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Florence, in the name of “art”

The cradle of
Renaissance, the mother of the Italian language and the national best wits, an open-work museum, the capital of culture and an icon of fashion too.

 This is Florence, the messenger of the Italian art in the world: when you visit the Tuscan town, you’ll feel the brilliance and cleverness that enabled to put together the different works of art along the centuries so you’ll see the monuments and you’ll understand at the same time that they are treasure chests that contain a composite anthology of art. We cannot include them all in an article but there are a number of “must”, starting from the Uffizi Art Gallery, one of the most famous museums in the world because of its collections of paintings and ancient statues. Its collections of paintings from the XIVth century and the Renaissance contain a number of masterpieces such as Giotto, Botticelli, Mantegna, Correggio, Leonardo, Raffaello, Michelangelo, Simone Martini, Piero della Francesca, Beato Angelico, Filippo Lippi and Caravaggio.

Another icon of the town is Palazzo Vecchio, dating back to the XIVth century, one of the best-known palaces together with the Arnolfo Tower with its Ghibellin merlons. Inside the palace, in the “salone dei Cinquecento” (Hall of the Five Hundred), a number of frescoes dating back to the XVIth century painted by Vasari stand out as well as a number of marble sculptures by Michelangelo. On the right of Palazzo Vecchio and next to the Uffizi Gallery there is the historical Loggia della Signoria that is a landmark of the town as well as the very famous Ponte Vecchio (Old Bridge); it is a medieval stone closed-spandrel segmental arch bridge over the Arno river surrounded by historical shops built under two rows of ancient arcades that have been later closed. In the middle of the bridge two panoramic terraces interrupt the row of the historical shops: the one on the East has got a corridor designed by Vasari on the top of it and the other one features the monument with the statue of Benvenuto Cellini.

Let’s move on to the Ecclesiastic choreographies, starting from the Cathedral of Santa Maria del Fiore (Saint Mary of the Flower) with its dome engineered by Brunelleschi that features the town’s skyline. And the Bell Tower? It was engineered by Giotto and finished by Andrea Pisano and Francesco Talenti. And the Baptistery? It is one of the oldest buildings of Florence with its invaluable doors; one of these doors is the masterpiece by Lorenzo Ghiberti. Another masterpiece of the history of art can be admired in the Brancacci Chapel of the Church of Santa Maria del Carmine: it houses outstanding Renaissance frescos by Masolino and Masaccio, the old and the young, the master and the pupil who made the frescos that were commissioned by a wealthy silk merchant, Felice Brancacci. Among the most aristocratic characters of Florence Palazzo Pitti stands out, it is a huge building built by means of the “bugnato” technique that hosts a number of different museums: the Palatine Gallery – with masterpieces by Tiziano and other outsiders -, the Gallery of Modern Art with the works by artists of the “macchiaioli” movement- the Porcelain Museum, the Carriages Museum, the Silver Museum and the Costume Gallery, the greatest Italian museum dedicated to fashion.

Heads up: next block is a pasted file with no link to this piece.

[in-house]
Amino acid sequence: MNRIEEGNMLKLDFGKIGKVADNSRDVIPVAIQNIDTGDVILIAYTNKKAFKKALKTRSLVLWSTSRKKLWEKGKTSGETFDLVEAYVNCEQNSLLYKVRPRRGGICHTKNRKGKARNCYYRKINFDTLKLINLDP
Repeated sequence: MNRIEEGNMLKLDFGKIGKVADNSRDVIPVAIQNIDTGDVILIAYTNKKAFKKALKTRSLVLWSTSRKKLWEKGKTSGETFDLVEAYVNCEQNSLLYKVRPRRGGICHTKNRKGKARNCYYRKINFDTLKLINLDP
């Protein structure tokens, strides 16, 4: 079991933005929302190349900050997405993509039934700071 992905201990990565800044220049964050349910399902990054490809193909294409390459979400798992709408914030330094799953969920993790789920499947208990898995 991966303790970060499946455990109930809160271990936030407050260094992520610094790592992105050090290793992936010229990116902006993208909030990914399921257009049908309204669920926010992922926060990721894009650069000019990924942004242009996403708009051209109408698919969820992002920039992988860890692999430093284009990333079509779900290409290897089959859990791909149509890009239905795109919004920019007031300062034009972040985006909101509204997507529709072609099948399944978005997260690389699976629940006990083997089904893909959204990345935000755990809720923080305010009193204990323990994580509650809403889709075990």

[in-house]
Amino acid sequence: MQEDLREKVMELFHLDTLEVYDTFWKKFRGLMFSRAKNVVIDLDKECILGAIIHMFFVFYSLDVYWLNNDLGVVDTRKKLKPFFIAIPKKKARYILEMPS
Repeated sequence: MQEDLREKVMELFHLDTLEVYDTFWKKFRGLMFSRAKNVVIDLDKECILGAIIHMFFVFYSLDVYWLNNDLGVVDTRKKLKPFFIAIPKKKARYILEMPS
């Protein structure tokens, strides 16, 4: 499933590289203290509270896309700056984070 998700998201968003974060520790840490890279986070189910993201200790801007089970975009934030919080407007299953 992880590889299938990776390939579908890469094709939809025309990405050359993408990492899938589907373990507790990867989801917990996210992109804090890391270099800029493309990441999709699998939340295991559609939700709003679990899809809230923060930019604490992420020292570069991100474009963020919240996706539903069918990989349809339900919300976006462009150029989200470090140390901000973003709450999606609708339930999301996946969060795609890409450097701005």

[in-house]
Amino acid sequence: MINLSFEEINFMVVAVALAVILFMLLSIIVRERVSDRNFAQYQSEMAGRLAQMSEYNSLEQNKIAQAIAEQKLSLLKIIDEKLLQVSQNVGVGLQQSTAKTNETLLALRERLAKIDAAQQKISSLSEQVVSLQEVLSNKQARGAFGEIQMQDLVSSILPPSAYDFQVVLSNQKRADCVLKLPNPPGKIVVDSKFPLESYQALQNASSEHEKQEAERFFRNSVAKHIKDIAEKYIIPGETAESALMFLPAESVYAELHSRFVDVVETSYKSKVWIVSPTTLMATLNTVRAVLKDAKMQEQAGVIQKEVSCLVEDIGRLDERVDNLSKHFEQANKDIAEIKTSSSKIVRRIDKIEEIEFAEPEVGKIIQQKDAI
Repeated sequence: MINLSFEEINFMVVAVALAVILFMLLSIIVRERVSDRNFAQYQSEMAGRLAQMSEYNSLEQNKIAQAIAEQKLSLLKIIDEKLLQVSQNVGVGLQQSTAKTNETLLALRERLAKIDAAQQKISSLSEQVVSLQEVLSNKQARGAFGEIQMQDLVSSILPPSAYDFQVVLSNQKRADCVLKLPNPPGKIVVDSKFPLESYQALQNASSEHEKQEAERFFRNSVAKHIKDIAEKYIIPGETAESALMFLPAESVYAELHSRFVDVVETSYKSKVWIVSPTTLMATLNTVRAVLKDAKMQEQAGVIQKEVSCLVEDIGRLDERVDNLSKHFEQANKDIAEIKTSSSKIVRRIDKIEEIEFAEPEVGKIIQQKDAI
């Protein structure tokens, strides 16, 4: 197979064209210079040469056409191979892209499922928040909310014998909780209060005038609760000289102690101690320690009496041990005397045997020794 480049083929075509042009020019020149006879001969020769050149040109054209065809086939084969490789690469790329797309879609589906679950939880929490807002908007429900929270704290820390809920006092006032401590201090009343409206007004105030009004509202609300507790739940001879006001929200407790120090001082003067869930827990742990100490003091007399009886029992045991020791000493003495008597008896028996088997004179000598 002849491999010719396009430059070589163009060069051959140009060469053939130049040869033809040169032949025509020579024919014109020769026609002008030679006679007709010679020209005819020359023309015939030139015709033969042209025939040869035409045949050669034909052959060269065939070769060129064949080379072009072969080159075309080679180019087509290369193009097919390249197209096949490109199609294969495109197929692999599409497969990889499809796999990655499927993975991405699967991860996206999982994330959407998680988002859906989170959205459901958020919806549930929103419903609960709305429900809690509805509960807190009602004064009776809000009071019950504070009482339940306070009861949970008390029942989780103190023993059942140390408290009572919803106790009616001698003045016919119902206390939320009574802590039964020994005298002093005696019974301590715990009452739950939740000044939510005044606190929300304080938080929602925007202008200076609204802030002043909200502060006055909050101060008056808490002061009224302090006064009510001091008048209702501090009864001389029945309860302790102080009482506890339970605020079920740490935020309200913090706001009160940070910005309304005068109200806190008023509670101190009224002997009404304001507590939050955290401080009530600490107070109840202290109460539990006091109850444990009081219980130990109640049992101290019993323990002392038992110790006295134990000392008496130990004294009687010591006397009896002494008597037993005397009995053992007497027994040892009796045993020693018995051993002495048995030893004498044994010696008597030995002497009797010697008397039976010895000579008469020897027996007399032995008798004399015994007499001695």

Let’s go back to the ecclesiastic drawings by mentioning the Basilica di Santa Croce (Basilica of the Holy Cross): built according to the project of Arnolfo di Cambio, it features a huge interior, simple and majestic at the same time and a precious Crucifixion by Cimabue hosted in the Cappella dei Pazzi. Among the oldest Florentine churches San Lorenzo stands out – it is the background of a square where a lively street market is arranged – and the extension of the apse of San Lorenzo is the chapel of Princes, wanted by Ferdinando I de’ Medici. The complex of Santa Maria Novella is amazing, from its frescoed cloisters up to Palazzo Strozzi, an amazing example of the Renaissance architecture. From there you can reach Palazzo Rucellai, Palazzo Davanzati and Palazzo Corsini, among the best examples of the Florentine Baroque.

San Miniato al Monte (St. Minia on the Mountain) is a Romanesque jewel, it features a patterned pavement and the Cappella del Crocifisso (Chapel of the Crucifix) designed by Michelozzo. Considering the talent and the designs we could write about Florence for hours… what you have been reading so far is just a “taste” of the Tuscan town. The extraordinary amount of masterpieces is there, in the city of Dante, waiting to be visited, admired and understood in its multi-century splendour.

Luciana Francesca Rebonato

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